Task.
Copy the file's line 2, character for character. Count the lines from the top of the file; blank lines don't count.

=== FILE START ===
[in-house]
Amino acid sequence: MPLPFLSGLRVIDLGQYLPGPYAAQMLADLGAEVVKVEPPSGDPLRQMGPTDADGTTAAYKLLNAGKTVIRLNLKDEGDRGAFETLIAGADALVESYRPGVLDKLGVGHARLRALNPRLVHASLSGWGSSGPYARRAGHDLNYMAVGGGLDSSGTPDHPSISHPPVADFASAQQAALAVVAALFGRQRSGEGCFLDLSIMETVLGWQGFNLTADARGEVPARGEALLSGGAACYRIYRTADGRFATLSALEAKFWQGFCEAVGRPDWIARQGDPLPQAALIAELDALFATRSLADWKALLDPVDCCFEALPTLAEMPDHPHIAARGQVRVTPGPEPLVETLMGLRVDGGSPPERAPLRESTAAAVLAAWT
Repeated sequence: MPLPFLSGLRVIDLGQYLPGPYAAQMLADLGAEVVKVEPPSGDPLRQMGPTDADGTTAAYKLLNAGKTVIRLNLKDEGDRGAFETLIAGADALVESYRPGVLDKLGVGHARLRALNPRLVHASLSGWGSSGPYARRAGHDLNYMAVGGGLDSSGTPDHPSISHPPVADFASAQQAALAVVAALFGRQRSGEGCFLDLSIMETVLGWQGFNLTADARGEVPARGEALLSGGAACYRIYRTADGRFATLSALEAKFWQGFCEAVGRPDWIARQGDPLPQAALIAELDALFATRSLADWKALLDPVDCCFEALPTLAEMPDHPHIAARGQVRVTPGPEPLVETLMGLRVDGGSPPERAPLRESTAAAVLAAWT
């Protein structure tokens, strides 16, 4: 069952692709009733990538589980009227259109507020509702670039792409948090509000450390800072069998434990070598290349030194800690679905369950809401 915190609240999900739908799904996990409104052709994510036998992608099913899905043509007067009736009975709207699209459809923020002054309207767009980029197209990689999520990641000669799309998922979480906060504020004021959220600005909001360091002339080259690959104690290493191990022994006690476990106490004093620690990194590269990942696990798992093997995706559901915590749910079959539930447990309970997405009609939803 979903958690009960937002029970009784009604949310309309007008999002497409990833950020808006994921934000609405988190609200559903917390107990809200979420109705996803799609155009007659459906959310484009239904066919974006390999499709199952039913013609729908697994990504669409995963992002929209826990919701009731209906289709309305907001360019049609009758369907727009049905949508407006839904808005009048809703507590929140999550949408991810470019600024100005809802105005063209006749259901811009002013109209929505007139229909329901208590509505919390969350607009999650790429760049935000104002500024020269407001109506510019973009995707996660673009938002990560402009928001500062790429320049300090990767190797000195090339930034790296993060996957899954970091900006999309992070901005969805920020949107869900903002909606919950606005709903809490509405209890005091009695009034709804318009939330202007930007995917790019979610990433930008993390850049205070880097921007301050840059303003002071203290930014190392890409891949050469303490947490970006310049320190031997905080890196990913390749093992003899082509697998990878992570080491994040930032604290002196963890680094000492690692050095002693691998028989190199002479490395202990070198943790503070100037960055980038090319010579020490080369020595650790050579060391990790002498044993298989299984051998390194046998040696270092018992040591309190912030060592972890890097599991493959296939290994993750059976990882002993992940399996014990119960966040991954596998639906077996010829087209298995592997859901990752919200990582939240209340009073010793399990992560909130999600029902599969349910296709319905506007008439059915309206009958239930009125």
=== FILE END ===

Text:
Amino acid sequence: MPLPFLSGLRVIDLGQYLPGPYAAQMLADLGAEVVKVEPPSGDPLRQMGPTDADGTTAAYKLLNAGKTVIRLNLKDEGDRGAFETLIAGADALVESYRPGVLDKLGVGHARLRALNPRLVHASLSGWGSSGPYARRAGHDLNYMAVGGGLDSSGTPDHPSISHPPVADFASAQQAALAVVAALFGRQRSGEGCFLDLSIMETVLGWQGFNLTADARGEVPARGEALLSGGAACYRIYRTADGRFATLSALEAKFWQGFCEAVGRPDWIARQGDPLPQAALIAELDALFATRSLADWKALLDPVDCCFEALPTLAEMPDHPHIAARGQVRVTPGPEPLVETLMGLRVDGGSPPERAPLRESTAAAVLAAWT